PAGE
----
Glocalization is impossible unless the importance of the local and the global are given equal weight. The notion of “place” is central, and it is in the tension and dialogue between real and virtual spaces, “real-time and local-time activism; tele- elsewheres” and “embodied and embedded places” that cyberculture might develop (Escobar, p. 37). One of the most useful features of the book is that the endless argument between cyberculture critics about the nature of the “real” and the “virtual” is relegated to the background, while practical applications of theory are foregrounded. Most of the essays in women@internet work from the premise that networking is already a feature of feminist politics. Gillian Youngs points out that although the Internet is a recent development, women have been working alone and together to promote social change and that the Net is one more tool to be used in the struggle (p. 64). Other writers note that feminists have always used available technology to connect with each other locally and globally (p. 92). Women are motivated to go on-line when they see the power of the Internet to assist them in building new women’s networks and extending older ones.

So how should we be thinking about ‘virtual space’ as women’s communicative space? One helpful way, I would argue, is to maintain a strong sense of the public/private contexts which shape women’s lives and communication, including, importantly, with one another and to recognize that liberation strategies have long been focused on challenging the discursive boundaries resulting from them. In other words, while virtual space needs to be considered in terms of its distinctions, it should also be related to well-established women’s and feminist emphasis on the radical potential of communication” (p. 63).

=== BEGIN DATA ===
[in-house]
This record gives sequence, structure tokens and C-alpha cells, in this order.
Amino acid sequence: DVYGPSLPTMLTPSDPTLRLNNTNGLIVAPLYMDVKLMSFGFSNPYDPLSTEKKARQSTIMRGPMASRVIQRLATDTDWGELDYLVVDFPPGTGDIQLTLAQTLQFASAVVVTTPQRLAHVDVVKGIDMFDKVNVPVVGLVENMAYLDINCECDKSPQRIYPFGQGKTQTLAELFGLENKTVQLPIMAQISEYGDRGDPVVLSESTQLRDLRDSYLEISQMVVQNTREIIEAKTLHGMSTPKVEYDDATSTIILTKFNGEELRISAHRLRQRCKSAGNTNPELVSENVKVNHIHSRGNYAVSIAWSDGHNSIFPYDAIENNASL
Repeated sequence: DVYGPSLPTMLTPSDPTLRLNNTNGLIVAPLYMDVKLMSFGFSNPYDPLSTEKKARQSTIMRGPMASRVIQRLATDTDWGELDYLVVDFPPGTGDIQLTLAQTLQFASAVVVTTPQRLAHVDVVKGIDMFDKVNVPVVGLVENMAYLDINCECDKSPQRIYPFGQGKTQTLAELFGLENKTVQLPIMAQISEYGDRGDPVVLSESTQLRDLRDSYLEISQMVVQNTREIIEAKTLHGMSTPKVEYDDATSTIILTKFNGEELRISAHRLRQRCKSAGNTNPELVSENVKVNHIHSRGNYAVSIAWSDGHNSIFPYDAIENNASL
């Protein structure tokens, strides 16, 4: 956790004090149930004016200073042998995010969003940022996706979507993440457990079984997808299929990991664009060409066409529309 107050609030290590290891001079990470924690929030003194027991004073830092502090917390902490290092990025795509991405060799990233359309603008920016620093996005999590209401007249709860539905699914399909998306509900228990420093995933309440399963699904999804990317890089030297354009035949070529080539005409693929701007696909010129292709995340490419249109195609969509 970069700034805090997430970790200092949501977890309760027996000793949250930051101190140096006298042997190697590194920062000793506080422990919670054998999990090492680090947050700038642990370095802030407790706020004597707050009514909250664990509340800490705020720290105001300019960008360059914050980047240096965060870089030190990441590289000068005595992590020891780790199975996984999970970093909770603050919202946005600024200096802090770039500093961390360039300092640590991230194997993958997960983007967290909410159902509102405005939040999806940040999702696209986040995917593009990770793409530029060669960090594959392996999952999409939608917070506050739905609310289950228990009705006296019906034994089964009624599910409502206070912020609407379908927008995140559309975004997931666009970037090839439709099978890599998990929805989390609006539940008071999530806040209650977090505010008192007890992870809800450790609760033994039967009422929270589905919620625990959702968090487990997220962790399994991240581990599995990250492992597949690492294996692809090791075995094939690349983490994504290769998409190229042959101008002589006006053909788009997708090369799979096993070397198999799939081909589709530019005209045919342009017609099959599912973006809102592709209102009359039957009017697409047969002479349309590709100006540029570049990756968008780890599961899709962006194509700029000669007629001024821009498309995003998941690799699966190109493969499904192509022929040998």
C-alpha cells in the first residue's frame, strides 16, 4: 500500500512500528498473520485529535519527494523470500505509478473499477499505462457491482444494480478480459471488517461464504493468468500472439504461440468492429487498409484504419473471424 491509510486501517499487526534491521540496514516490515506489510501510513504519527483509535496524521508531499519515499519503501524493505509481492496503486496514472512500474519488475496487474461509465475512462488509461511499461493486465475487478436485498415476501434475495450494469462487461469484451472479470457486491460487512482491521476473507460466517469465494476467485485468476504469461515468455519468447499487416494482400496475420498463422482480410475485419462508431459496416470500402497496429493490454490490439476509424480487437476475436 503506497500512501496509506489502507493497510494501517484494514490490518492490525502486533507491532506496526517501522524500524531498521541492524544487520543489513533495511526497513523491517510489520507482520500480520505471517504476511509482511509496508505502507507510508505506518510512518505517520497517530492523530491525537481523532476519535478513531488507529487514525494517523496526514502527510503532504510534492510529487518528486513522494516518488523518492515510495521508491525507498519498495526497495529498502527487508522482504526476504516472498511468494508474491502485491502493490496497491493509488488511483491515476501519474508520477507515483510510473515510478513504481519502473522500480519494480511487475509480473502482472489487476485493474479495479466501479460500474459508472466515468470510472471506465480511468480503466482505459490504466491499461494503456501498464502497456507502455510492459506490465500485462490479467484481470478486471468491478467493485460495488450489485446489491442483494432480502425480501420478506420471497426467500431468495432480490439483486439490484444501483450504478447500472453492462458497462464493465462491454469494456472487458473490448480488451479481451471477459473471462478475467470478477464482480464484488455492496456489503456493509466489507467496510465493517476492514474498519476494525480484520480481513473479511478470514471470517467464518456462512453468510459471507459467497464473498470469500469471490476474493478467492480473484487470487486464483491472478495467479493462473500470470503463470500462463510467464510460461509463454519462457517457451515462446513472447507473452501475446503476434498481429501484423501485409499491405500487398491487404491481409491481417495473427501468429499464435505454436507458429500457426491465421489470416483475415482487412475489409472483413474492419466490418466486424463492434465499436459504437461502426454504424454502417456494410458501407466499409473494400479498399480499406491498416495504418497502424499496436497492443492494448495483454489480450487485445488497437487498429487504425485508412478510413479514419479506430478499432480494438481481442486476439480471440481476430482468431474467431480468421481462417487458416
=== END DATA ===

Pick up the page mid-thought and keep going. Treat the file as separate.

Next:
Unlike many more theoretical cyberculture critiques, women@internet frankly acknowledges that, “Most people on the planet do not yet work for or buy from the information/global economy” (p. 34). The understanding that most internet users live in developed countries, and that two-thirds of the people on the earth don’t even have telephones, backgrounds each essay, which brings the tension between the liberating potential of the Internet and the lived reality of most people’s lives to the forefront. The divisions that the Net creates and enhances between differently privileged groups of people are considered seriously, rather than being lumped under that all-inclusive term “digital divide.” Writers make comparisons between the information-rich and the information poor, and the ways that unequal distribution of information parallel and enforce unequal distribution of wealth: “While intellectuals invent metaphors of postmodernity and postindustrialism, capital continues to accumulate unevenly, the poor become poorer and the less powerful become even weaker (they can now have a website)” (p. 80).

Sohail Inayatullah and Ivana Milojevic also point out that costs for Internet use are much higher in less developed countries, and thus it is the women with fewest resources who pay the highest relative price to get connected (pp. 95-96). As Harcourt says, “the Internet offers a sense of being able to share your life more easily” only for those able to afford access (p. 221).

Besides the categories of information “rich” and “poor,” authors consider other binary oppositions including information “fast” and “slow” and the division between literate and illiterate people. In an information “fast” culture, “data and information are far more important than knowledge and wisdom” (p. 77). The benefits of a shift from slow to fast are not yet established. Literacy is also linked to cultural practice, and Laura Agustin argues that the pressure to shift from an oral to a literate culture has a far- reaching impact: